The decision in the recent First-tier tribunal case of Smith v HMRC appears to have tipped the balance of discovery in HMRC’s favour and may have far reaching consequences for taxpayers achieving certainty on their returns.
In the tax year 2000/01 the taxpayer, Mr Smith, participated in a marketed tax avoidance scheme, the purpose of which was to create a tax deductible capital loss. The case of Drummond v R&C Commrs (2009) ruled that the scheme, which involved the acquisition and disposal of second hand insurance bonds, did not work.
The taxpayer submitted his 2000/01 self-assessment tax return on time. In the return the taxpayer included two ‘white space’ disclosures outlining the transactions involved in the scheme. The return showed nil income and a capital loss on redemption of the bonds.
The normal enquiry window (TMA 1970, s.9A) closed on 31 January 2003, with HMRC not opening an enquiry into the return.
On 29 November 2006, HMRC raised a discovery assessment imposing capital gains tax on the taxpayer.
The taxpayer appealed against this assessment on the grounds that there had been no ‘discovery’ and the enquiry window had long since closed therefore there was no legal basis for the assessment.
During the document discovery exercise it was found that HMRC had spotted the issue back in 2002, before the close of the enquiry window. It transpired that the only reason an enquiry was not opened was due to the extended sick leave of the inspector, with no one apparently dealing with his post.
The taxpayer argued therefore that the failure to open an enquiry was HMRC’s mistake. No new information had come to light and there had been no concealment. Thus the discovery assessment was not valid within TMA 1970 s.29.
HMRC contended that a ‘discovery’ had been made as there were ‘chargeable gains which ought to have been assessed to capital gains tax’. They said that the discovery hurdle was an exceptionally low one; it covered a mere change of mind as to either facts or law. They felt that the tribunal should consider what the notional officer could have been reasonably expected to be aware of at 31 January 2003 on the basis only of the information listed in TMA 1970, s.29(6).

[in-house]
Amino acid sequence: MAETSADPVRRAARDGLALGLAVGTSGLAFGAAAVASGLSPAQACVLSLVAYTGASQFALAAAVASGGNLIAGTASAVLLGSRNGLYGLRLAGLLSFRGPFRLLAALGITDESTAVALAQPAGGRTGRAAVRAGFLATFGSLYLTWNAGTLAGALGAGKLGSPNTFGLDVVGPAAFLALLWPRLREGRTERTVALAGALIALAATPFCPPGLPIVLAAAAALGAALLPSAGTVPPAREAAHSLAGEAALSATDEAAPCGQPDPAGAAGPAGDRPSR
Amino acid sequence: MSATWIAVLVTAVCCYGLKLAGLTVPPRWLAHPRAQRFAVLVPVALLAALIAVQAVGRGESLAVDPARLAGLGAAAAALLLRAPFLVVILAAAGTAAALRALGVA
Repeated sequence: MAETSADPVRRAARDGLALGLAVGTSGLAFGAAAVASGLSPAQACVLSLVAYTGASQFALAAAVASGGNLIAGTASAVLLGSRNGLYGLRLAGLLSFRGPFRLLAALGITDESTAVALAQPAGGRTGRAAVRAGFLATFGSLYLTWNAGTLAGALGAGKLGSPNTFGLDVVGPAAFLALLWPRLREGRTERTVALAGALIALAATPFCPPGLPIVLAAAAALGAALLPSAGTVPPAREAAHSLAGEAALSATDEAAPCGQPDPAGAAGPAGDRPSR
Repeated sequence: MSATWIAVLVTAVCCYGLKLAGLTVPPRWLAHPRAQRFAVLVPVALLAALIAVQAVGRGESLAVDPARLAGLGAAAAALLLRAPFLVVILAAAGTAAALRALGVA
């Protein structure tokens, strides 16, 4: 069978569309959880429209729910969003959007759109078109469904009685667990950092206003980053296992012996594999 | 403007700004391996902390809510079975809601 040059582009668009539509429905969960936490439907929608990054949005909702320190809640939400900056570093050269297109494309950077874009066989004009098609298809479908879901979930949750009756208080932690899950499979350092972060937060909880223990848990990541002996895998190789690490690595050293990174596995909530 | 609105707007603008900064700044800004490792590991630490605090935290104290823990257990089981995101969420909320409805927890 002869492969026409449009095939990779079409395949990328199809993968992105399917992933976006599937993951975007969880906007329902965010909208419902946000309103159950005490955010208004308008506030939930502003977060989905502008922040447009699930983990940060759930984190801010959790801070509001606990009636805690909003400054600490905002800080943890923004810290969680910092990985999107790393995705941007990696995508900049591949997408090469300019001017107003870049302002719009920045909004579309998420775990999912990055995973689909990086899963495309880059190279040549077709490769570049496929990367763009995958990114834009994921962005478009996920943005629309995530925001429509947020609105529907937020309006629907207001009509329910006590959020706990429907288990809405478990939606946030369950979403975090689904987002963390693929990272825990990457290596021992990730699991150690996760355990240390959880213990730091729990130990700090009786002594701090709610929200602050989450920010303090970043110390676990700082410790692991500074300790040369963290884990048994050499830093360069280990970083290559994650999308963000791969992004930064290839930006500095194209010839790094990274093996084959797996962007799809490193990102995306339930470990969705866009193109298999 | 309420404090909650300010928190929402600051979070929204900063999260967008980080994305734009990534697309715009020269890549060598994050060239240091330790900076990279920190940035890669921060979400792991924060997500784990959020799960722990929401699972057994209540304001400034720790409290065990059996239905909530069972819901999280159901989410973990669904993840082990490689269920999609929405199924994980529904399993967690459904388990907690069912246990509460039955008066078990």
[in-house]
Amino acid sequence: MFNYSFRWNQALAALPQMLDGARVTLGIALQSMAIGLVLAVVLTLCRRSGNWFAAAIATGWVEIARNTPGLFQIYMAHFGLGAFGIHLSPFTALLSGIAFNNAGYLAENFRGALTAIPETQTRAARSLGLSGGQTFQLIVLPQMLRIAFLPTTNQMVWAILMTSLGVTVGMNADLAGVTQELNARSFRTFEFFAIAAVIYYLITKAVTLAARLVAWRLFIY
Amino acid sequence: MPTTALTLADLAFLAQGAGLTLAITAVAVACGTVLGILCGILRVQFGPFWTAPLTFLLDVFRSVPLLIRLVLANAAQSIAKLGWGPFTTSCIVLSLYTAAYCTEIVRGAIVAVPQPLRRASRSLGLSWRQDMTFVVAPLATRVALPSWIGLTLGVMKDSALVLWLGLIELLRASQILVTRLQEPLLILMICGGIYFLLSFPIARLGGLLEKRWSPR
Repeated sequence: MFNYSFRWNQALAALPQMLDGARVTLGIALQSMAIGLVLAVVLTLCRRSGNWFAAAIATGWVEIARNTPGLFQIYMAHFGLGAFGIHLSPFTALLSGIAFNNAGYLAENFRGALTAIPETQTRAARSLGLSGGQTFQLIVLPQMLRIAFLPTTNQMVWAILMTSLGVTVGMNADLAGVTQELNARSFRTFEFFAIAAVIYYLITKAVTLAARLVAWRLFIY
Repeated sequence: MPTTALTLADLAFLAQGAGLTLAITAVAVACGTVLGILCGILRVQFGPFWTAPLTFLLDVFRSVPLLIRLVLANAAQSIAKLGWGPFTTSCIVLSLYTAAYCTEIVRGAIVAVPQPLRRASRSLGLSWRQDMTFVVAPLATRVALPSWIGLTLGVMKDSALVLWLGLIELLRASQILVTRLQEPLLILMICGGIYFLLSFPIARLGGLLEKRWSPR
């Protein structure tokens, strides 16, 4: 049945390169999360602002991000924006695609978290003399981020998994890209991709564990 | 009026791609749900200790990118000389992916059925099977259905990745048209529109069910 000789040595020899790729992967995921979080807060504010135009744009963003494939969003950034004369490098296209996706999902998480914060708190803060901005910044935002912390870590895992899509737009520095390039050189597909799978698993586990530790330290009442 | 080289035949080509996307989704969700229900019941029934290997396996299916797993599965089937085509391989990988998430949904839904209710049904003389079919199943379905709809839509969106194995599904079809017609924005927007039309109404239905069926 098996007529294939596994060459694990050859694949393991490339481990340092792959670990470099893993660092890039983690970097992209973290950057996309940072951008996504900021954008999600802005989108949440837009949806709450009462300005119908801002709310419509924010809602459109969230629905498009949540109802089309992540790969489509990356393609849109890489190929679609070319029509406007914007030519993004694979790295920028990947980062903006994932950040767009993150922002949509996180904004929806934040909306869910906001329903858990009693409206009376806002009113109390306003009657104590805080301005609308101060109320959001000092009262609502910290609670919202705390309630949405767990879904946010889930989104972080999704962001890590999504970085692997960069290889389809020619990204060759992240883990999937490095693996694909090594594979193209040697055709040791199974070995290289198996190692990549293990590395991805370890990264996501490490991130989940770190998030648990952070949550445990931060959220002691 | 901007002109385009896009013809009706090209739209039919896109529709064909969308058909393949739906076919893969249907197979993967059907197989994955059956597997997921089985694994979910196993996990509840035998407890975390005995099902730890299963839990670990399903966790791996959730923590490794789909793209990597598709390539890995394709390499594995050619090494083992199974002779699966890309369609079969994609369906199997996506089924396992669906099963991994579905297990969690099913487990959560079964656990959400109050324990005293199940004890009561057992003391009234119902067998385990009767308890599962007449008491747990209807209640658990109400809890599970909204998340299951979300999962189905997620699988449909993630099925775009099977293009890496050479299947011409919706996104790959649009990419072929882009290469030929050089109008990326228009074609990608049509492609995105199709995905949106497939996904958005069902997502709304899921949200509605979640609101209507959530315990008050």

The tribunal agreed with HMRC. They held that the ‘discovery’ condition of TMA 1970 s.29(1) was not a strict one. They said that a discovery assessment could be made merely where the original officer of HMRC changed their mind or where a different officer took a contrasting view.
This decision appears to contradict the verdict in R&C Commrs v Charlton (2013).
However the tribunal felt there were two distinguishing factors:
- The DOTAS scheme (or similar) was not in place (as with Charlton) therefore there was no clear identification of an avoidance scheme and methods for dealing with them, and
- The decision in Drummond was still several years away as at 31 January 2003, and HMRC’s technical department were still ruminating on whether the scheme worked, and were still doing so a year later.
Therefore even if the notional HMRC officer could have spoken to the technical specialists, he could not have been reasonably expected to be aware, on the basis of the information available to him, of the insufficiency.
In Charlton, the case of Drummond had already been decided and HMRC were aware of the insufficiency.
The effect of this decision is that it appears to widen the discovery net.
This will likely have the biggest impact on complicated schemes, as it suggests HMRC no longer has to stick to the enquiry window to make an assessment, particularly if a technical decision is yet to be reached.